Under the Radar News 07.29.11

Posted on Friday, July 29, 2011 by Isabella Mroczkowski

A weekly compilation of underreported events in Asia.

  • Japan boosts its contribution to fighting piracy in the Gulf of Aden with opening of SDF base in Djibouti. The base is equipped with a maintenance hangar for P-3C patrol aircraft.

  • China’s Sinopec is building a $108 million lubricant plant in Singapore. This is Sinopec’s first foreign lubricant plant investment.

  • South Korea and China held their first strategic defense talk, establishing a precedent for an annual strategic dialogue.

  • International human rights groups slammed Australia’s refugee swap with Malaysia as an erosion of refugee rights. Under the deal, Australia will send 800 asylum-seekers to Malaysia in return for 4,000 certified refugees.

  • The newly-elected Vietnamese president, Truong Tan Sang, asserts that marine and island sovereignty in the South China Sea is sacred and violable. President Truong advocates legalizing marine and island sovereignty in national law and continuing research and exploration in the area.

  • The Thai army plans an offensive in the far South where insurgents have established bases and training camps for terrorist activities. A bomb attack in Yala province on Monday injured five teachers and volunteers.

  • Pakistan and India held secretary level talks on commerce, defense, and security in efforts to improve bilateral ties. Negotiations included controversial issues such as the Kashmir border disputes.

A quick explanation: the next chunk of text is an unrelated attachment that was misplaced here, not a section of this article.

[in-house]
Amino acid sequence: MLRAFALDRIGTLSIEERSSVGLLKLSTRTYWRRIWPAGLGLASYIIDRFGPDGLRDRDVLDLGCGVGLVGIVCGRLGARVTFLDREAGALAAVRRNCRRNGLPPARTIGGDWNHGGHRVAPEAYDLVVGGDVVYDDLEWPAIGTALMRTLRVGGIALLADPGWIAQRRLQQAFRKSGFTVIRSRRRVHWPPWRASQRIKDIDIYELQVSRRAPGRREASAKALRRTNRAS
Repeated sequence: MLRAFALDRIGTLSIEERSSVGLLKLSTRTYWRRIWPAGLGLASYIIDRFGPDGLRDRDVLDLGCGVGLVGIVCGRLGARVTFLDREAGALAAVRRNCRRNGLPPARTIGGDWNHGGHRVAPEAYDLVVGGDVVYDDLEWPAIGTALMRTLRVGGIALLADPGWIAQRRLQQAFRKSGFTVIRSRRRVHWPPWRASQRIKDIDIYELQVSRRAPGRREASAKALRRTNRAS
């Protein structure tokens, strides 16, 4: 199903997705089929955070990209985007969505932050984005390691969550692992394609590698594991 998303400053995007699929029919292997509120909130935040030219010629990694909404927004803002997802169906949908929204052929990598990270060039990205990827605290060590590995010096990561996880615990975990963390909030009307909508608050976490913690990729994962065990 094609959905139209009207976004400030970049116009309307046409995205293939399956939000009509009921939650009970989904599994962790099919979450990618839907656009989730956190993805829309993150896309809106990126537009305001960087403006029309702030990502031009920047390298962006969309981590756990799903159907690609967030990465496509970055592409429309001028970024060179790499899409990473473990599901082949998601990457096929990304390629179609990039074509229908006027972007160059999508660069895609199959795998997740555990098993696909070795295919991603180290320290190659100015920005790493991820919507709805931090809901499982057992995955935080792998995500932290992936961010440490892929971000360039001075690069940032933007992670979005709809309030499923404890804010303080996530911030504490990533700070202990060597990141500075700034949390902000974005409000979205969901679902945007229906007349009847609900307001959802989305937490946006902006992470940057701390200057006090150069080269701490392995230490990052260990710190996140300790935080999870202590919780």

• Tokyo drafts guidelines for the transfer of missile interceptor jointly developed with the United States. The draft sets conditions for the export of the next-generation Standard Missile-3 Block IIA interceptor.

  • The Armed Forces of the Philippines announced that it will no longer purchase Taiwan jets. Philippine Air Force (PAF) spokesman and Lt. Col. Miguel Ernesto Okol said: “The [acquisition of Taiwanese] F-5s didn’t materialize due to our One-China policy.”

  • Under the Radar 07.22.11

    Posted on Friday, July 22, 2011 by Maggie Rank

    A weekly compilation of underreported events in Asia.

  • A new assessment warns that South Korean F-15Ks, transportation planes, and helicopters are vulnerable to new North Korean infrared missiles. The South Korean military is currently working on strategies to handle the threat.